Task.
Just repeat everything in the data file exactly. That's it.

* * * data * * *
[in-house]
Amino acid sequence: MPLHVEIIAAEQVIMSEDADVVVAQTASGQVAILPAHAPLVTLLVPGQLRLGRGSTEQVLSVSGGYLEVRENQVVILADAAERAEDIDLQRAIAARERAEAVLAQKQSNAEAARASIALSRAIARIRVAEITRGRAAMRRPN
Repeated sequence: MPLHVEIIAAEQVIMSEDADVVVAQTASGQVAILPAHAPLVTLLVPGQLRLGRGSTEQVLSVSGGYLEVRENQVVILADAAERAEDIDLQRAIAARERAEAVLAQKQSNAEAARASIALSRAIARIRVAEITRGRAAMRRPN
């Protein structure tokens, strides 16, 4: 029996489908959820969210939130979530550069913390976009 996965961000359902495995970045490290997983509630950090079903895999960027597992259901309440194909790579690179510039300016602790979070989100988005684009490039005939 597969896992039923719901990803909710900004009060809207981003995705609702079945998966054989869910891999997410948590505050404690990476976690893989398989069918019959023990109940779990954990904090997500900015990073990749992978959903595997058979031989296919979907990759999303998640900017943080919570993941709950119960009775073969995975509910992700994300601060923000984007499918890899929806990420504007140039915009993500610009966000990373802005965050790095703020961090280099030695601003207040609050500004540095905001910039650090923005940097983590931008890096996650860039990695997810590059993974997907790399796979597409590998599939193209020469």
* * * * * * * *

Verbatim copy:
[in-house]
Amino acid sequence: MPLHVEIIAAEQVIMSEDADVVVAQTASGQVAILPAHAPLVTLLVPGQLRLGRGSTEQVLSVSGGYLEVRENQVVILADAAERAEDIDLQRAIAARERAEAVLAQKQSNAEAARASIALSRAIARIRVAEITRGRAAMRRPN
Repeated sequence: MPLHVEIIAAEQVIMSEDADVVVAQTASGQVAILPAHAPLVTLLVPGQLRLGRGSTEQVLSVSGGYLEVRENQVVILADAAERAEDIDLQRAIAARERAEAVLAQKQSNAEAARASIALSRAIARIRVAEITRGRAAMRRPN
């Protein structure tokens, strides 16, 4: 029996489908959820969210939130979530550069913390976009 996965961000359902495995970045490290997983509630950090079903895999960027597992259901309440194909790579690179510039300016602790979070989100988005684009490039005939 597969896992039923719901990803909710900004009060809207981003995705609702079945998966054989869910891999997410948590505050404690990476976690893989398989069918019959023990109940779990954990904090997500900015990073990749992978959903595997058979031989296919979907990759999303998640900017943080919570993941709950119960009775073969995975509910992700994300601060923000984007499918890899929806990420504007140039915009993500610009966000990373802005965050790095703020961090280099030695601003207040609050500004540095905001910039650090923005940097983590931008890096996650860039990695997810590059993974997907790399796979597409590998599939193209020469």